A Brief History of GMP | When Was GMP Introduced in The World | Why do We Need GMP?

A Brief History of GMP | When Was GMP Introduced in The World | Why do We Need GMP?

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Today we will be talking about the A Brief History of GMP | When Was GMP Introduced in The World | Why do We Need GMP?

Good manufacturing practices and I would like to start with this segment.

It doesn’t get any more fundamental, as I will talk about the history of good manufacturing practice and the tragedies that led to its birth!

The article will be appealing to industry experts, novices, and complete outsiders!

You will be amazed to learn how much has changed in the last 100 years in comparison to the history of humankind.

You’ll also see how safer our life has become thanks to GMP.

I will give a short overview of GMP, and then we will travel 120 years back in time.

So, let’s start at the beginning.

Why do we need GMP?

Let me ask you a question – when you swallow a painkiller to ease your headache after a long night out, or a stressful day at work, do you ever doubt the pill’s effect?

Do you ever feel that you are playing Russian roulette, choosing a tablet from the package, fearing that it might kill you?

I hope that you answered “No” to those questions, and if you did, you need to thank GMP for that.

Or at least the people who made it a law.

Because if not for GMP, your answer would most certainly be “Yes.” For those of you who are entirely new to the pharmaceutical industry,

I will start with a short overview of what is GMP?

GMP is a collection of guidelines, which must be complied with while manufacturing pharmaceutical products, medical devices, cosmetics, and food.

Those guidelines are there to ensure that the consumer will get high quality and safe to use products.

When a company manufactures a batch of 100, 00 pills, according to GMP, they can be sure that each tablet is identical.

If there is a problem, they should ideally be able to detect it in time before it reaches the consumers.

To achieve those high standards, the GMP requires companies to have robust quality systems in place that monitor the smallest changes, every deviation, and documentation.

Manufacturers are obligated to have state of the art manufacturing facilities that are operated by highly skilled workers in a hygienic environment.

Also, every step in the production, including who, did what, and when must be documented and fully traceable.

The quality control and quality assurance departments oversee each significant step, according to their responsibility.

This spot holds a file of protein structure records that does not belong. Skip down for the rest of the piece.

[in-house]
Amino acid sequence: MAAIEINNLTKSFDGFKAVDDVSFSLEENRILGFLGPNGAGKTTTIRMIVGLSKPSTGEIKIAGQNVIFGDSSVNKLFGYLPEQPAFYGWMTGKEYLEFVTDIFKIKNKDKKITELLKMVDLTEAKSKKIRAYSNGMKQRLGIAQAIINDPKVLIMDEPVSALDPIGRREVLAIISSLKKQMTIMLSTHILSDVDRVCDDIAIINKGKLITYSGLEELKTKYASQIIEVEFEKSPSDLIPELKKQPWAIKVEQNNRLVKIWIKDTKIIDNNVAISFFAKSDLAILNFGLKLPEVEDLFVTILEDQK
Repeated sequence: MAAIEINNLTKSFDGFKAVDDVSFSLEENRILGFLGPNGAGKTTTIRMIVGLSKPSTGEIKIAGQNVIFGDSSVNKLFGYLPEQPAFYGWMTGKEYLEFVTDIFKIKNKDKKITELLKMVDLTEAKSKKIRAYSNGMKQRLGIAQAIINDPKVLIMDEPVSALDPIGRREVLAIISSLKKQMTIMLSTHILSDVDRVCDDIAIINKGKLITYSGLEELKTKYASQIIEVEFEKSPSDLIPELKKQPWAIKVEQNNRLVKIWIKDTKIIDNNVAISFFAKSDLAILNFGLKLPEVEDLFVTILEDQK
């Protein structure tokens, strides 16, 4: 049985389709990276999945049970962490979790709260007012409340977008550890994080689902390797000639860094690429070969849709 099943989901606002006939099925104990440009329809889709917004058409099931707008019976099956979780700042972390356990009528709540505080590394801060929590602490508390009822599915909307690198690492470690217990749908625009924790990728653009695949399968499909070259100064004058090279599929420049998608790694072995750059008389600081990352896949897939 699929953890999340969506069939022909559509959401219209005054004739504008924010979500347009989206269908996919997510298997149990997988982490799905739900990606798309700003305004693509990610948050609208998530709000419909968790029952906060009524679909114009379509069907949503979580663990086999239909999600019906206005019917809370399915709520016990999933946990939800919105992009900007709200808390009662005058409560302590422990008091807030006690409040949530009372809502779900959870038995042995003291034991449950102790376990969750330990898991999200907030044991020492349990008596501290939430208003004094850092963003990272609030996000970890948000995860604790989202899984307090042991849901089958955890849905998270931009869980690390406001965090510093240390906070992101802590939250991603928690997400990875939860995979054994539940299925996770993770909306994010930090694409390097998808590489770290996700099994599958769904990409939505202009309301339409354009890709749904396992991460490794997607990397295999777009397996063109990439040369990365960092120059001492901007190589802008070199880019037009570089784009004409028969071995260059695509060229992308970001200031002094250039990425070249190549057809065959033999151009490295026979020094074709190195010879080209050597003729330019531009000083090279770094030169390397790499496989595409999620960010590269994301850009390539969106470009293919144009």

If all the checkpoints fail, a drug manufacturer must be ready to receive complaints and recall its products at any moment.

There is much, much more behind GMP, and the full list of requirements is long and may vary a bit from country to country, and from product to product, but this should be enough for you to grasp the significance of GMP.

And again, the guidelines are law and must be obeyed even in developing countries!

If an establishment disregards them, it is not allowed to sell its products, and if people get hurt, it means jail time.

Now, how did GMP come to be?

To answer this question, we need to jump into the TARDIS.

Or a time machine, for those of you who didn’t spend much of their evenings watching Sci-Fi TV Shows, and travel to a few points in time.

Our first destination is the USA, and the year is 1900.

In 1900

People already had hospitals, vaccines, antiseptics, and drugs, but no real oversight, as Food and Drug Administration didn’t exist yet!

It was an excellent time for miracle workers and traveling healers!

They sold exceptional elixirs on every corner that could cure anything, from headaches to cancer!

They worked wonders on humans and animals alike!

Needless to say, that some of the products were unsanitary, while others contained dangerous poison-like-substances or opioids.

Unfortunately, those fraud miracle workers were not the only problem, because there were no regulations also for real drug production,

Which led to a chain of events that would change all of that!

But one year later, things started to change!

In 1901

In 1901 St. Louis Board of Health, in the USA, produced a vaccine against diphtheria from the blood that they had taken from a horse named Jim.

They then discovered that Jim was infected with tetanus and killed him.

But it was a shame to waste perfectly good blood, so they continued to use the serum for diphtheria vaccines.

As a result, 13 children died from contaminated injections.

In a non-related case from the same year, nine children died from contaminated smallpox vaccines.

In 1902

Then, many deaths too late, it became clear how important it is to use high-quality raw materials for the production of drugs.